As pathetic as any TV dinner

What a sad business. Tonight on Channel 4, `The Dinner Party', sensation of the season, a flyweight replacement for documentaries that are really worth watching. By John Lyttle

Paul Watson's Cutting Edge film "The Dinner Party" goes out on Channel 4 tonight. I won't be tuning in. I've had my reluctant fill of documentaries featuring tiddly middle-class types at table supposedly "exposing" themselves (and, of course, the state of the nation) while we, the superior and exquisitely flattered viewers, cluck over loose talk debasing blacks, gays, street crime and the shiftless poor, muttering "How could they?" and "Don't they realise there's a camera running?" as if our lapping up the sight didn't also say something nasty about where we are now. Our response is smug cliche, and that's fitting because so is the film's over-determined fly-in-the-soup viewpoint.

Off the top of my head: BBC2's Modern Times on Tesco and mangetout, with sundry Hampstead/Islington/Whatever types around the table, wittering back and forth about Third World exploitation over the freshly brewed coffee. Again: Cutting Edge's "Paradise Island", with the easily alarmed literally out to lunch, wanting to get away from it all - blacks, gays, street crime, the shiftless poor - and to make their own little heaven on earth.

Surely the middle classes know by now that their own little heaven on earth is the bulk of documentary today. Here's Modern Times on those awful nannies, Cutting Edge on cowboy builders and vulgar vacuum machine salesmen, over to Modern Times for house husbands, before sunbathing down at the Lido, only watch for that nice Mrs Howard failing her driving test for the 42nd time ...

And why go on? No matter the undoubted merits of individual entries, as a genre we're talking about a stifling and ultimately complacent phenomenon, circling around and around its own tight little loop of reference. A tight little loop that Paul Watson assures us is"representative of the country", except that you'll see no blacks, gays, street criminals or shiftless poor knocking back the port at "The Dinner Party".

Perhaps their invitations were lost in the post. Or perhaps it was unconsciously understood that such voices, imparting their own opinions, would expose not the nation, but the arrangement that allows such timid exercises between, let us say, class mates, to pass as searing, campaigning and socially concerned, and to garner the sort of shock-horror headlines it used to take a Cathy Come Home or a Poor Cow or The Spongers or The War Game or, later, Roger Graef's Police series, to generate. Unsettling work that pushed, shoved, kicked and bashed - things "The Dinner Party", one suspects, will play at.

"Scratch society and it bleeds," wrote Paul Watson last Thursday in the London Evening Standard, and "scratch" is the word to watch. Basically, scratching is all that's permitted, although film-makers will give, and will be encouraged to give, by their counterparts in the media (whether pro or con), the impression of having inflicted wounds. It's all part of the same game - pretending that documentary is somehow still dangerous when we have to count ourselves lucky for even a pin-prick of purpose.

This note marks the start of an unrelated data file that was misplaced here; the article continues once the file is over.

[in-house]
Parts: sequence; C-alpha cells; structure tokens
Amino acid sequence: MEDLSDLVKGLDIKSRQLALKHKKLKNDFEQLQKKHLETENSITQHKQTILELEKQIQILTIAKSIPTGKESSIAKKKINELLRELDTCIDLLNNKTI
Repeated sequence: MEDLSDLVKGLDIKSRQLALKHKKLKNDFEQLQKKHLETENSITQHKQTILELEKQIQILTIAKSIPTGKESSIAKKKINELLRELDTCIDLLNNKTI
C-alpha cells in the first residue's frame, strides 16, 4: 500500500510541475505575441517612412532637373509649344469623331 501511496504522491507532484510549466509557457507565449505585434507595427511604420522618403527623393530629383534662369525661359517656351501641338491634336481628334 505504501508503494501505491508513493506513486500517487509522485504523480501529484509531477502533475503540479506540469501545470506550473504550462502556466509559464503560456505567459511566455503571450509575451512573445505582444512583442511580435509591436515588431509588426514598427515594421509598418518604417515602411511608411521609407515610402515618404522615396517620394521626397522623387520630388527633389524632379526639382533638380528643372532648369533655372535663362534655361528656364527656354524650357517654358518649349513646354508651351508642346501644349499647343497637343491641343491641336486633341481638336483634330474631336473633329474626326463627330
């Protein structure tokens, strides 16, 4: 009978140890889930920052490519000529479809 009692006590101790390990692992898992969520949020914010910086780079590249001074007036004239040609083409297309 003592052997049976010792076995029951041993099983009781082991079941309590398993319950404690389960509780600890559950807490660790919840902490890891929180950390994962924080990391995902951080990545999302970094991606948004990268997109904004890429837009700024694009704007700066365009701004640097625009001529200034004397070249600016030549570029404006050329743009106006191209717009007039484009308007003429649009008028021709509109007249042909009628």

There are reasons why much of documentary is what it is at the moment. This not merely a question of subject matter, but of tone and technique, because occasionally, when the material would lead the unsuspecting to assume one thing, the treatment will deliver something else entirely. The recent series The System, for instance, nominally dealt with the Department of Social Security, and yet was oddly - but rightly -reviewed as "a thing of almost lyrical beauty ... this gave us every available fact but with an artist's eye ... it is difficult to praise the sensitive photography too highly". In other words, ugly life and uglier issues were aesthetically ... Contained? Neutered? Banished?

Whereas a programme such as "The Bed", a year in the life of a NHS bed, will besnubbed for its "desire to educate us directly about the state of the health service". This blunt focus on grim fact is described as "a failure of nerve", when it is just out of step, a troubling oddity in an era when "metaphor" is the rage, and literate audiences can occupy themselves with reading, and either agreeing or disagreeing with, the metaphor.

This clever "doing something" handily replaces that other, guilt-inducing "doing something" that "The Bed" pushily insists upon, though even "The Bed" is "a mobile metaphor". "The Dinner Party" is a metaphor also, just as we're reminded that Paul Watson's earlier "The Fishing Party" was a metaphor "about Thatcher's Britain". Last year's "The Museum", too, was "a metaphor for the country", as was "The House", "a sly metaphor", as was Molly Dineen's (superb) "The Ark", "a metaphor for modern beastliness". Ditto "Defence of the Realm", and ...

Why go on? Name any other institutional documentary you care to. They're all open to interpretation - a protection that direct address doesn't allow. Metaphor is many things, and a type of censorship can be among them.

Metaphor flourishes when direct address is curtailed. And, as any documentary- maker will tell you - off the record - the men at the top aren't keen on it. Over their cups, they'll evoke the watersheds of "Death on the Rock" and "Edge of the Union" and the dangers of dealing with overt politics. They will bemoan the demise of the investigative First Tuesday, Viewpoint 93 and This Week (nothing to do with "Death on the Rock", naturally) and tut-tut over World in Action and its weekly "gimmick" stories chosen and "spun" to hold the ratings, though it may mean going as far as entrapping punters into being dishonest.

But then stitching them up is part of the job nowadays. Never mind fly- on-the-wall, why did I think the hidden camera was so popular? The viewers love it. Some might ask if Granada's flagship "could not now perhaps address some genuine issues". but - much shaking of heads - that's not what the punters want.

They'll give it to you unvarnished: aren't all the films "about separating Siamese twins beginning to blur into one"? Ha ha ha. Out of tragedy, formula; but don't blame them, that's today's marketplace, where the investigative hangs on, but simply doesn't excite, or - wink, wink - lead to further commissions and bigger budgets. The days when Paul Watson could shoot "The Family" and it not be a metaphor are long gone, understand? No, the trick is to appear serious while delivering sensation. Who wants to know about repetitive RAF plane crashes when tracking lost children grabs the up-market column inches, or hadn't I noticed how the barriers between what constituted tabloid and broadsheet were dissolving too? Cosy.